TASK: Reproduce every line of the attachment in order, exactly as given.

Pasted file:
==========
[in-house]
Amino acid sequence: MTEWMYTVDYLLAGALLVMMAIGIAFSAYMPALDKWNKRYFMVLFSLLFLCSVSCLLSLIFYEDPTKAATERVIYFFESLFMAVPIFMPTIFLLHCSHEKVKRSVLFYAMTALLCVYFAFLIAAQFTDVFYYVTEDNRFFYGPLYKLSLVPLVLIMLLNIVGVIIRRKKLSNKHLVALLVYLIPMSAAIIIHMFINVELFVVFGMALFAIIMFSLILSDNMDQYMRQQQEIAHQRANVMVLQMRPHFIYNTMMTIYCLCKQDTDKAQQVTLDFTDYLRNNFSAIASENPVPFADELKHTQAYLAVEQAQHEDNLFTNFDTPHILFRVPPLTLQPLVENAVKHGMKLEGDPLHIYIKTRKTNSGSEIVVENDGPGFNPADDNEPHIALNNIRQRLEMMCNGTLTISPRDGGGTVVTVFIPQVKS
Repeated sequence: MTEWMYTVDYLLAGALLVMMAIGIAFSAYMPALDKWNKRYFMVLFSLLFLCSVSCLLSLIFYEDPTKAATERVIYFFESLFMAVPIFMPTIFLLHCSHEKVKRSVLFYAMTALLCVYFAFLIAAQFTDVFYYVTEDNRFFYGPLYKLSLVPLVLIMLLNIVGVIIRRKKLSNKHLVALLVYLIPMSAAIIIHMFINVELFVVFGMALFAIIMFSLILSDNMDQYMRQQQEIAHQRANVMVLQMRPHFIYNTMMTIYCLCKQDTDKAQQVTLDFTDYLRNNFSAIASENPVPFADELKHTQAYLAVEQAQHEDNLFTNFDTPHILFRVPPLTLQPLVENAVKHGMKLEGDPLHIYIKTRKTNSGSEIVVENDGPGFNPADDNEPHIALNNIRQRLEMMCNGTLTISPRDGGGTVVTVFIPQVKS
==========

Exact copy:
[in-house]
Amino acid sequence: MTEWMYTVDYLLAGALLVMMAIGIAFSAYMPALDKWNKRYFMVLFSLLFLCSVSCLLSLIFYEDPTKAATERVIYFFESLFMAVPIFMPTIFLLHCSHEKVKRSVLFYAMTALLCVYFAFLIAAQFTDVFYYVTEDNRFFYGPLYKLSLVPLVLIMLLNIVGVIIRRKKLSNKHLVALLVYLIPMSAAIIIHMFINVELFVVFGMALFAIIMFSLILSDNMDQYMRQQQEIAHQRANVMVLQMRPHFIYNTMMTIYCLCKQDTDKAQQVTLDFTDYLRNNFSAIASENPVPFADELKHTQAYLAVEQAQHEDNLFTNFDTPHILFRVPPLTLQPLVENAVKHGMKLEGDPLHIYIKTRKTNSGSEIVVENDGPGFNPADDNEPHIALNNIRQRLEMMCNGTLTISPRDGGGTVVTVFIPQVKS
Repeated sequence: MTEWMYTVDYLLAGALLVMMAIGIAFSAYMPALDKWNKRYFMVLFSLLFLCSVSCLLSLIFYEDPTKAATERVIYFFESLFMAVPIFMPTIFLLHCSHEKVKRSVLFYAMTALLCVYFAFLIAAQFTDVFYYVTEDNRFFYGPLYKLSLVPLVLIMLLNIVGVIIRRKKLSNKHLVALLVYLIPMSAAIIIHMFINVELFVVFGMALFAIIMFSLILSDNMDQYMRQQQEIAHQRANVMVLQMRPHFIYNTMMTIYCLCKQDTDKAQQVTLDFTDYLRNNFSAIASENPVPFADELKHTQAYLAVEQAQHEDNLFTNFDTPHILFRVPPLTLQPLVENAVKHGMKLEGDPLHIYIKTRKTNSGSEIVVENDGPGFNPADDNEPHIALNNIRQRLEMMCNGTLTISPRDGGGTVVTVFIPQVKS